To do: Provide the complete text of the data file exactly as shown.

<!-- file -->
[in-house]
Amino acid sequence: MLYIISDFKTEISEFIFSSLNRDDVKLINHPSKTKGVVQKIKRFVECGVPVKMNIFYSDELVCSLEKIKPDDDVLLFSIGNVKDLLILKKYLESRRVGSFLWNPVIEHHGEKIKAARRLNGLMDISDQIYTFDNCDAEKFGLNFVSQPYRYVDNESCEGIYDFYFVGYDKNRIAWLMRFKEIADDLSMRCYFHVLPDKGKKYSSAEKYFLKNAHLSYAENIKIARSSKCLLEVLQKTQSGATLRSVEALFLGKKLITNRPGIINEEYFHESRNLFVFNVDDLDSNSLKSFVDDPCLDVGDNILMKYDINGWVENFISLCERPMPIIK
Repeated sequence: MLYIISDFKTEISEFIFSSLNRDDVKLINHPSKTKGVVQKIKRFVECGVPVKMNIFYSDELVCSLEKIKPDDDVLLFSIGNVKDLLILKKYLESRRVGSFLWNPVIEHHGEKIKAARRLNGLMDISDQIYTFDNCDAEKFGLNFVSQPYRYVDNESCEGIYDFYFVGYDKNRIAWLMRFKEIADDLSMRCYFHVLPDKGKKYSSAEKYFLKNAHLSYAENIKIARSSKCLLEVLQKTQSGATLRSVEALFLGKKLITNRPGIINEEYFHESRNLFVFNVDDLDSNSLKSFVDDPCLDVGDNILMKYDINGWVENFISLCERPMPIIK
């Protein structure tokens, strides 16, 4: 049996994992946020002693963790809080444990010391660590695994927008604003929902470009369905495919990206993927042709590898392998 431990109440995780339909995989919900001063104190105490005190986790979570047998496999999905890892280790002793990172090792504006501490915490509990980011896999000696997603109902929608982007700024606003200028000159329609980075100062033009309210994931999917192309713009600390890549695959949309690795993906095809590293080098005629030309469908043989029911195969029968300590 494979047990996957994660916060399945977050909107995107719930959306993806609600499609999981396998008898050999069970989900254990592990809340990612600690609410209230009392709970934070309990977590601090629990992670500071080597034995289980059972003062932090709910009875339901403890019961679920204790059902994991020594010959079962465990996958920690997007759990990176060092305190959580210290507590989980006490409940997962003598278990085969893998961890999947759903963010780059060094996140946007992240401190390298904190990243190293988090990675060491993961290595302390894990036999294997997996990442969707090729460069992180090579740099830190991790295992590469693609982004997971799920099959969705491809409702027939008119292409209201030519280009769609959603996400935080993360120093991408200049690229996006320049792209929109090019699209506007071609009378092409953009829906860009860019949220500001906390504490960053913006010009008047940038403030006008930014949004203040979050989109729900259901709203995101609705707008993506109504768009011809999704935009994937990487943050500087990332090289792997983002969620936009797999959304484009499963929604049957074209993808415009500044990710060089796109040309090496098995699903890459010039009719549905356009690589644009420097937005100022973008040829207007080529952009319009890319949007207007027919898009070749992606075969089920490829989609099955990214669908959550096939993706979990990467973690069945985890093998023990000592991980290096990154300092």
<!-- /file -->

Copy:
[in-house]
Amino acid sequence: MLYIISDFKTEISEFIFSSLNRDDVKLINHPSKTKGVVQKIKRFVECGVPVKMNIFYSDELVCSLEKIKPDDDVLLFSIGNVKDLLILKKYLESRRVGSFLWNPVIEHHGEKIKAARRLNGLMDISDQIYTFDNCDAEKFGLNFVSQPYRYVDNESCEGIYDFYFVGYDKNRIAWLMRFKEIADDLSMRCYFHVLPDKGKKYSSAEKYFLKNAHLSYAENIKIARSSKCLLEVLQKTQSGATLRSVEALFLGKKLITNRPGIINEEYFHESRNLFVFNVDDLDSNSLKSFVDDPCLDVGDNILMKYDINGWVENFISLCERPMPIIK
Repeated sequence: MLYIISDFKTEISEFIFSSLNRDDVKLINHPSKTKGVVQKIKRFVECGVPVKMNIFYSDELVCSLEKIKPDDDVLLFSIGNVKDLLILKKYLESRRVGSFLWNPVIEHHGEKIKAARRLNGLMDISDQIYTFDNCDAEKFGLNFVSQPYRYVDNESCEGIYDFYFVGYDKNRIAWLMRFKEIADDLSMRCYFHVLPDKGKKYSSAEKYFLKNAHLSYAENIKIARSSKCLLEVLQKTQSGATLRSVEALFLGKKLITNRPGIINEEYFHESRNLFVFNVDDLDSNSLKSFVDDPCLDVGDNILMKYDINGWVENFISLCERPMPIIK
């Protein structure tokens, strides 16, 4: 049996994992946020002693963790809080444990010391660590695994927008604003929902470009369905495919990206993927042709590898392998 431990109440995780339909995989919900001063104190105490005190986790979570047998496999999905890892280790002793990172090792504006501490915490509990980011896999000696997603109902929608982007700024606003200028000159329609980075100062033009309210994931999917192309713009600390890549695959949309690795993906095809590293080098005629030309469908043989029911195969029968300590 494979047990996957994660916060399945977050909107995107719930959306993806609600499609999981396998008898050999069970989900254990592990809340990612600690609410209230009392709970934070309990977590601090629990992670500071080597034995289980059972003062932090709910009875339901403890019961679920204790059902994991020594010959079962465990996958920690997007759990990176060092305190959580210290507590989980006490409940997962003598278990085969893998961890999947759903963010780059060094996140946007992240401190390298904190990243190293988090990675060491993961290595302390894990036999294997997996990442969707090729460069992180090579740099830190991790295992590469693609982004997971799920099959969705491809409702027939008119292409209201030519280009769609959603996400935080993360120093991408200049690229996006320049792209929109090019699209506007071609009378092409953009829906860009860019949220500001906390504490960053913006010009008047940038403030006008930014949004203040979050989109729900259901709203995101609705707008993506109504768009011809999704935009994937990487943050500087990332090289792997983002969620936009797999959304484009499963929604049957074209993808415009500044990710060089796109040309090496098995699903890459010039009719549905356009690589644009420097937005100022973008040829207007080529952009319009890319949007207007027919898009070749992606075969089920490829989609099955990214669908959550096939993706979990990467973690069945985890093998023990000592991980290096990154300092």